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Stamping Out Physician Burnout

Stamping Out Physician Burnout

Physicians are trained to be autonomous problem solvers; enduring solitary, long hours on-call during internships and residencies. But that tendency to function independently can be a downfall when it comes to dealing well with workplace stress. Case in point: The rate of physician suicide is alarmingly high. According to an article in the Journal of Clinical Oncology, more than 400 physicians committed suicide in 2015. There are initiatives that have been launched to address the increasing stress that physicians — both those in training and in mid-career — find themselves under, but seemingly little headway has been made.

KrisEmily McCrory, an academic family medicine physician who practices in upstate New York at Ellis Family Medicine Residency, is frank about the stresses that she and her physician colleagues find themselves under. "I think the biggest challenge is that doctors are no longer in charge. But, at the same time, it is our licenses and our liability [at risk]. We get all the brunt when something goes wrong, but we really don't have any say to make sure things don't go wrong," she says. "It just gets to be really exhausting."

Yet that doesn't mean physicians are ready to throw in the towel. By any means. Eighty-four percent of 1,000 physician respondents said they like being a physician, according to Physicians Practice’s 2015 Great American Physician Survey, sponsored by Kareo. And when asked if they would do things differently, 56 percent of physicians, a slight majority, said they would choose the same career path as they originally did.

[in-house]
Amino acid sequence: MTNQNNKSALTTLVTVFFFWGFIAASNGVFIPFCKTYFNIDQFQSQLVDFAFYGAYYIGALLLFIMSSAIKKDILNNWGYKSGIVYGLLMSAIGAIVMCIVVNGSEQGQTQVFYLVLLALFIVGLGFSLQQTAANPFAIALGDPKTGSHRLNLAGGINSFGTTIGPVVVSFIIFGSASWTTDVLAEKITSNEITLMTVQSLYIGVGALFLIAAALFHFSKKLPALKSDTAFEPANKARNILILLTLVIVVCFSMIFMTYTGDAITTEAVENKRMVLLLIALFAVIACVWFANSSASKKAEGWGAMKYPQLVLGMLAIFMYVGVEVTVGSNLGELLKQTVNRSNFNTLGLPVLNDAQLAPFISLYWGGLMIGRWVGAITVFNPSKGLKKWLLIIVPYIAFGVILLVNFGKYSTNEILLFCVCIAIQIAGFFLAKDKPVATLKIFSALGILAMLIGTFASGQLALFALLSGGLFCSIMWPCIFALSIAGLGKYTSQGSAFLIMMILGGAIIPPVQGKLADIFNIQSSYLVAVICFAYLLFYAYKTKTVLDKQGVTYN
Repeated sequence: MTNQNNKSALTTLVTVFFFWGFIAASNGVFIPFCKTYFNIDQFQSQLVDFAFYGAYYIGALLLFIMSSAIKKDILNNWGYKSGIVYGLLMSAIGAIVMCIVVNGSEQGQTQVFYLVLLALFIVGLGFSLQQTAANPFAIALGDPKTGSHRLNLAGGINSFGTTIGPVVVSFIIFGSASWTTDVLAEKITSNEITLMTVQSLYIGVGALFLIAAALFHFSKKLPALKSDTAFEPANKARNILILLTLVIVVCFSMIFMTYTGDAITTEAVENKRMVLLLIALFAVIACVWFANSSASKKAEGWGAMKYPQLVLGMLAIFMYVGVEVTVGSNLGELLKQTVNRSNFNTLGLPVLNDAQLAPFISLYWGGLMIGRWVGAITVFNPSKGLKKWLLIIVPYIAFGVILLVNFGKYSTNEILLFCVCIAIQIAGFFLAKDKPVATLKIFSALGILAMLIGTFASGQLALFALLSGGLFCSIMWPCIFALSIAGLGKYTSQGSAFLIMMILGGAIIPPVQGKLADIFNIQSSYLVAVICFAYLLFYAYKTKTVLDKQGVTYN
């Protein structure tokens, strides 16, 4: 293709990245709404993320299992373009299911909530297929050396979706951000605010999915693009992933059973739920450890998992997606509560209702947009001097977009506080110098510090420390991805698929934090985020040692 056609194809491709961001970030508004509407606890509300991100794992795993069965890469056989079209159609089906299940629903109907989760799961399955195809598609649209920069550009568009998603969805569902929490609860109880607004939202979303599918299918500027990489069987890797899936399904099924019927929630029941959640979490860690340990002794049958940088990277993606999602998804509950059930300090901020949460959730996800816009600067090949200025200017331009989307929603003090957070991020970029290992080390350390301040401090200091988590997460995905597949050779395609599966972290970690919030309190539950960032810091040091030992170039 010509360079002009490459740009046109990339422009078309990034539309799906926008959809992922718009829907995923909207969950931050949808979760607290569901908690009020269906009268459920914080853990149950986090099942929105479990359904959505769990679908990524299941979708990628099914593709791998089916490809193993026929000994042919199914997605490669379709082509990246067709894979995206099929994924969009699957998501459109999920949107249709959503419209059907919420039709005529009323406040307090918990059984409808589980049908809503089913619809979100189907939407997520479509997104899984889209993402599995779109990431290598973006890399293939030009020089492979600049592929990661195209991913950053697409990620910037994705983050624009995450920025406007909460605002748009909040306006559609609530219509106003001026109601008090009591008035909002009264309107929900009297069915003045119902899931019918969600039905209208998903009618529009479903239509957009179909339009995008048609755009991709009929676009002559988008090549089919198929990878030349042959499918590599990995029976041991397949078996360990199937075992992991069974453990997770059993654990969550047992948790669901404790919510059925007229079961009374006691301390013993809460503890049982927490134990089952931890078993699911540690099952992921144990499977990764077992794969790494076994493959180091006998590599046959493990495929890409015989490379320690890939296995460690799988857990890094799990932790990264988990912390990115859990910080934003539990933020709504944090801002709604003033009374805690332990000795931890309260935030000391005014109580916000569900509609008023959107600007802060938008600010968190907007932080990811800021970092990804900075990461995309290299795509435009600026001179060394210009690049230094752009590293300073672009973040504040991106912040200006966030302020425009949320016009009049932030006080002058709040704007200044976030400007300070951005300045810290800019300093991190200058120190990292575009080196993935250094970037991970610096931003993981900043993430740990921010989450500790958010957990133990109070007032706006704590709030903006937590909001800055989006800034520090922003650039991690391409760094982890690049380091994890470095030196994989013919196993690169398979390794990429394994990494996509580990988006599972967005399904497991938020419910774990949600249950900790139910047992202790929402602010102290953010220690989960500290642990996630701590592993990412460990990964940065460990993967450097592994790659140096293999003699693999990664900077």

If you find yourself wondering how you can continue to experience the joy in practicing medicine without changing careers, here's how to protect yourself from soul-sucking angst.


Ask most physicians and they will likely tell you that the practice of medicine has changed drastically over the last 10 years. Consider that the Health Information Technology for Economic and Clinical Health (HITECH) Act, responsible for creating the Electronic Health Record (EHR) Incentive Program, was signed into law early in 2009. While the promise of universally accessible and interoperable health IT is tantalizing, the reality is still a long way off. Yet, physicians have few choices when it comes to EHR adoption, as the government has moved into the penalty phase of Meaningful Use for nonusers. And even though the Office of the National Coordinator for Health IT has said Meaningful Use is officially "going away" fairly soon, it is really just morphing into another government program where physicians will need to meet a new set of quality metrics.

According to Catherine Hambley, an organizational psychologist and founder of LeapFrog Consulting, based in Monterey, Calif., the single-most noxious threat to physician satisfaction is the EHR. "I am hearing more physicians become completely demoralized by what [the EHR] has done to their ability to really provide the kind of personalized and quality patient care [they wish to give patients]," she says.


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